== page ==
Monday, June 25th 2018

With Summit, US Regains Leadership from China in TOP500 Supercomputers Listing

We previously covered in more depth the fact that the US was gearing up to overtake China's Sunway TaihuLight, then the world's fastest supercomputer, with its Summit machine, built in collaboration between IBM (with its water-cooled Power Systems AC922 nodes with 24-core processors and 96 processing threads) and NVIDIA (GV100 GPUs).

Now, this US dream has finally come to pass, and in a big way - the Summit delivers more than double the performance of China's posterchild, coming in at 200 PetaFLOPs of computing power. Summit boasts of 27,648 Volta Tensor Core GPUs and 9,216 CPUs within its 5,600 square feet. The Summit supercomputer consumes 15 MW of power (the site where it's deployed is able to deliver up to 20 MW), which is on-par with China's Sunway - but remember, it more than doubles the peak PetaFlops from 93 to 200. A good step in the battle for supercomputer supremacy, but China still has an increasing foothold in the number of systems it has employed and registered with the TOP500.
Sources: TOP 500, NVIDIA Blogs
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27 Comments on With Summit, US Regains Leadership from China in TOP500 Supercomputers Listing

#1
bug
What's a PetaFLOP? Isn't computing speed measured in MH/s these days? :D
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#3
jabbadap
FluffmeisterHehe poor Volta!
Quite poor, three machines with Volta GPUs on top five.

But yeah had to say that it's not quite 200PFlops, Peak on the list is 187.7PFlops and Rmax 122.3PFlops.
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#4
Ferrum Master
Hate to say, but why this thing even is news worthy and matters?
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#5
windwhirl
Ferrum MasterHate to say, but why this thing even is news worthy and matters?
More importantly, what does the US do with such a powerful system?
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#6
the54thvoid
Ferrum MasterHate to say, but why this thing even is news worthy and matters?
Seriously, what's a story about the Summit Super Computer, the most powerful system in the world, doing on a tech web-site? Hmm, let me see....

I seriously, cannot figure some people out.
windwhirlMore importantly, what does the US do with such a powerful system?
It's used (I think) like most other - time can be booked out at cost and it runs huge research projects, machine learning and AI especially.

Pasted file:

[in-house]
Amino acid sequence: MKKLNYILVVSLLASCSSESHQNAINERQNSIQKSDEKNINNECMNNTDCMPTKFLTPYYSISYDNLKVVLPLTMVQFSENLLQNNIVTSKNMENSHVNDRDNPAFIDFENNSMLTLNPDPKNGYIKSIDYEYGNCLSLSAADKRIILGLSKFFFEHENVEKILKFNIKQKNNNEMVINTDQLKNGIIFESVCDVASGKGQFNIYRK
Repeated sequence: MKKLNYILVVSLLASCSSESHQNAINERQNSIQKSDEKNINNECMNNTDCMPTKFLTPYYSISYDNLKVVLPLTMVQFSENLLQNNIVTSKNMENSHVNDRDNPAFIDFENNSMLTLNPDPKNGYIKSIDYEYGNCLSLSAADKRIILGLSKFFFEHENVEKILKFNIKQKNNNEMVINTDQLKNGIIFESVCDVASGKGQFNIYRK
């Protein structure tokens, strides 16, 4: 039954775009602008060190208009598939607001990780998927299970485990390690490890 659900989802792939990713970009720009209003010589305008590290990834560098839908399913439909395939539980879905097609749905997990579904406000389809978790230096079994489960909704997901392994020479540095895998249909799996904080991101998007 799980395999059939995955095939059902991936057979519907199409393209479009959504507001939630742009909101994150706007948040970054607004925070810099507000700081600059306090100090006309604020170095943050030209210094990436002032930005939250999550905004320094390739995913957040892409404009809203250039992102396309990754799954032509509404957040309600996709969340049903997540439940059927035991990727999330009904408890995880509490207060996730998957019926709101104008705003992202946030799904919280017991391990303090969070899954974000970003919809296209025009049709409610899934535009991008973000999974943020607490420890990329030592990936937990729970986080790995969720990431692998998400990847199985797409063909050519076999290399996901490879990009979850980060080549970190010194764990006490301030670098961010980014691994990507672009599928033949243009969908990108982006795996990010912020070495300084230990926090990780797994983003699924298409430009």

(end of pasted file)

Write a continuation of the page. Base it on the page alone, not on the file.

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#8
jabbadap
the54thvoidSeriously, what's a story about the Summit Super Computer, the most powerful system in the world, doing on a tech web-site? Hmm, let me see....

I seriously, cannot figure some people out.

It's used (I think) like most other - time can be booked out at cost and it runs huge research projects, machine learning and AI especially.
Yeah mixed precision is quite common now-a-days even on supercomputers, but most use cases for these are calculations which needs double precision. As those ~200 PFlops are in fp64 Flops. In short, they are used in science which needs very precise calculations. Like accurate simulation of nuclear reactor.
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#9
bug
windwhirlMore importantly, what does the US do with such a powerful system?
Oppress the rest of the world, what else? :kookoo:
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#10
FordGT90Concept
"I go fast!1!11!1!"
RaevenlordThe Summit supercomputer consumes 15 MW of power...
Huh, a single quantum processor uses more than 25 MW (mostly from cooling). Are they taking into account the cooling power consumption or just the hardware? Quantum includes both.
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#11
Petey Plane
windwhirlMore importantly, what does the US do with such a powerful system?
More importantly, will it run Crysis?
The US government mainly uses the Titan (and now the Summit) for simulating nuclear decay in stockpiled nuclear weapons and the decay of used fuel from reactors.

Probably also Signal Intelligence and Cryptogrophy work, but that kind of stuff is clandestine and typically not openly acknowledged.
Ferrum MasterHate to say, but why this thing even is news worthy and matters?